7. Indefinite Integrals


 Bernard Kelley
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1 7. Indefinite Integrls These lecture notes present my interprettion of Ruth Lwrence s lecture notes (in Herew) 7. Prolem sttement By the fundmentl theorem of clculus, to clculte n integrl we need to find function F stisfying F = f. Then, f f = F() F(). Such function F is clled primitive function (%/&$8 %*78&5), n ntiderivtive or n indefinite integrl (.*&2/! 9#)*!) of f. This chpter presents techniques for clculting indefinite integrls. Given function f, we denote its indefinite integrl y f. To denote tht we evlute primitive function of f t we write f. A more stndrd nottion is f (t).
2 00 Indefinite Integrls The stndrd nottion is useful when rther thn putting the nme of function in the integrnd we write its functionl form. For emple, for f () = 2 we my either write f or t 2. Recll tht n indefinite integrl is only determined up to n dditive constnt. Thus, when we write n identity like f = g we men tht ny primitive of f is lso primitive of g, nd when we write n identity like f = h+ g we men tht ny primitive of g plus h is primitive of f. Comment 7. It is not generlly true tht if F nd G re primitive functions of f then they differ y constnt. Consider the function f () = 2 R{0}. Then F() = nd G() = + < 0 +5 > 0 re oth primitive functions of f. Generlly, if function is defined on domin consisting of disconnected components, its indefinite integrl is unique up to different dditive constnt in ech connected component. The most elementry method for finding indefinite integrls is to differentite functions nd crete tle of functions nd their derivtive. Then, we cn red this tle ckwrd. This is not very prcticl men, ut still, we hve t the outset few functions whose indefinite integrls we know. Emple 7. Since we know tht sin = cos, it follows tht cost= sin. It is lso true tht cost= 5+sin, ut it is certinly not true tht sin = 5+sin. Recll tht the equlity relly mens tht sin elongs to the set of primitive functions of cos. In fct, we should hve written sin cos, ut we won t e doing it.
3 7.2 Elementry functions 0 We present elow tle of elementry integrls", which re otined y differentition: f e sin cos tn f() e cos sin cos 2 ln sin 2 cos 2 tn (+ 2 ) ln(sin) cot ln(cos) tn sinh cosh cosh sinh tnh tnh 2 sinh 2 + cosh 2 tnh ( 2 ) This tle is n strting point for clculting indefinite integrls of mny more functions. 7.2 Elementry functions The functions for which we hve nmes powers, trigonometric functions, hyperolic functions, the eponentil nd the logrithm, roots, inverse trigonometric functions nd inverse hyperolic functions re clled commonly elementry functions. So is ny function tht cn e otined y dding, multiplying, dividing nd composing elementry functions (note the recursive definitions). Emple 7.2 The function is n elementry function. f () = sin 2 e +sin (tnh 3 ) 3 5 +ln(tn ()) By the lws of derivtion we know how to differentite every elementry function, getting gin n elementry function. Note, however, tht there re mny more functions tht re not elementry. We simply don t hve nmes for them (sometimes we do). It turns out tht mny elementry functions don t hve elementry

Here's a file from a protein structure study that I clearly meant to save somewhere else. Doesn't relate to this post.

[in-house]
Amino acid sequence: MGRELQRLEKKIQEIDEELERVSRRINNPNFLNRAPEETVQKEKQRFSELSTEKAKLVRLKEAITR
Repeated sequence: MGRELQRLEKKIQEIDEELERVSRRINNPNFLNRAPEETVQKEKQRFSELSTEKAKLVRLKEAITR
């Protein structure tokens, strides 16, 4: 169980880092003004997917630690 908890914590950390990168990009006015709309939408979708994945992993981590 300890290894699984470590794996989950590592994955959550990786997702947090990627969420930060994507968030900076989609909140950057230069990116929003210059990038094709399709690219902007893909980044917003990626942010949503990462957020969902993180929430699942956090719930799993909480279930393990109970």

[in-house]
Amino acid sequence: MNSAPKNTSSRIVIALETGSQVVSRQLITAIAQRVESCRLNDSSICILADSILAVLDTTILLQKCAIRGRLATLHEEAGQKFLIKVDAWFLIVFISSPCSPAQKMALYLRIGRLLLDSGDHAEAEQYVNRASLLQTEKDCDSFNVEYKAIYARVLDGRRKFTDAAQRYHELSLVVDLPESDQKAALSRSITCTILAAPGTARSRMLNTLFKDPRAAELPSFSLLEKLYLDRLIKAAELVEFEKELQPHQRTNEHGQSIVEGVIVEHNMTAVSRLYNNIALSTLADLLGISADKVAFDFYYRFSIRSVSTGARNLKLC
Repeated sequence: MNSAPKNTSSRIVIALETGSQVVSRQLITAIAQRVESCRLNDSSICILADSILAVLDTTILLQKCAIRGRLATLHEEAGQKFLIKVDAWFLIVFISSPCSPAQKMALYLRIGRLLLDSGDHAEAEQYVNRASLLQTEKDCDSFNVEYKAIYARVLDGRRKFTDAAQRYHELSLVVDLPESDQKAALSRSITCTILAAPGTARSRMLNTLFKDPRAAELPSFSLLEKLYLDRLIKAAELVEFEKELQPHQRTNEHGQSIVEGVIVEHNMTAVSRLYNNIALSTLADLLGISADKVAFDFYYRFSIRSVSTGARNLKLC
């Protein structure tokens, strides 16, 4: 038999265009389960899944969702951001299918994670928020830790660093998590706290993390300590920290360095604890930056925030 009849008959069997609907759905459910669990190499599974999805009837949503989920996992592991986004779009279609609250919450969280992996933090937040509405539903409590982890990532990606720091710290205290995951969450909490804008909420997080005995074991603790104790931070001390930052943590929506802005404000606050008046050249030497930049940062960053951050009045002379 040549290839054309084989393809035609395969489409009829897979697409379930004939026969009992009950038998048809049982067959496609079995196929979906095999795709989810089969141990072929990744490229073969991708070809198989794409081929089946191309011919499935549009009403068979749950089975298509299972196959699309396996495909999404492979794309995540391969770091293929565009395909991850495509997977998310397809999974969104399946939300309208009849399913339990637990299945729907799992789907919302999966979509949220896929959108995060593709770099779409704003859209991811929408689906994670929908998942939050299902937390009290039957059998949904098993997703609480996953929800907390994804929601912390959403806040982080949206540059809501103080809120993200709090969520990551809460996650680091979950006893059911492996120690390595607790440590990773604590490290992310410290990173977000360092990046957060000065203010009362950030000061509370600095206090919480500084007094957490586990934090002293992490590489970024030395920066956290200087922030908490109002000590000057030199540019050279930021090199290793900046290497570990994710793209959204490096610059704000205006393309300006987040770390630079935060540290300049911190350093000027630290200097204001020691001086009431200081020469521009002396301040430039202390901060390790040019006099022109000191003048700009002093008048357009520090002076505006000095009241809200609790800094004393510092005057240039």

4 02 Indefinite Integrls indefinite integrls. A theorem y Liouville in 835 provided the first proof tht nonelementry ntiderivtives of elementry functions eist. Emple 7.3 The following elementry functions don t hve elementry ntiderivtives: f () = 4 f () = ln(ln) f () = sin nd f () = e 2. It should e cler, however, tht these functions hve ntiderivtives. We simply cn t epress them s elementry functions. In fct, the function e t2 is sufficiently importnt in sttistics tht it hs nme the error function. 7.3 Integrtion y prts (.*8(" %*79#)*!) Recll the Leiniz rule, (uv) = u v+uv. Since uv is primitive function of (uv), we hve uv = u v+ uv, or u v = uv uv (7.) which in more stndrd nottion reds u (t)v(t) = u()v() u(t)v (t). This innocentlooking identity is useful strting point for evluting indefinite integrls. Emple 7.4 Consider the indefinite integrl I() = lnt. We evlute it s follows: set u() = nd v() = ln. Then, I() = lnt = ln u (t) v(t) u() v() t t u(t) v (t) = ln.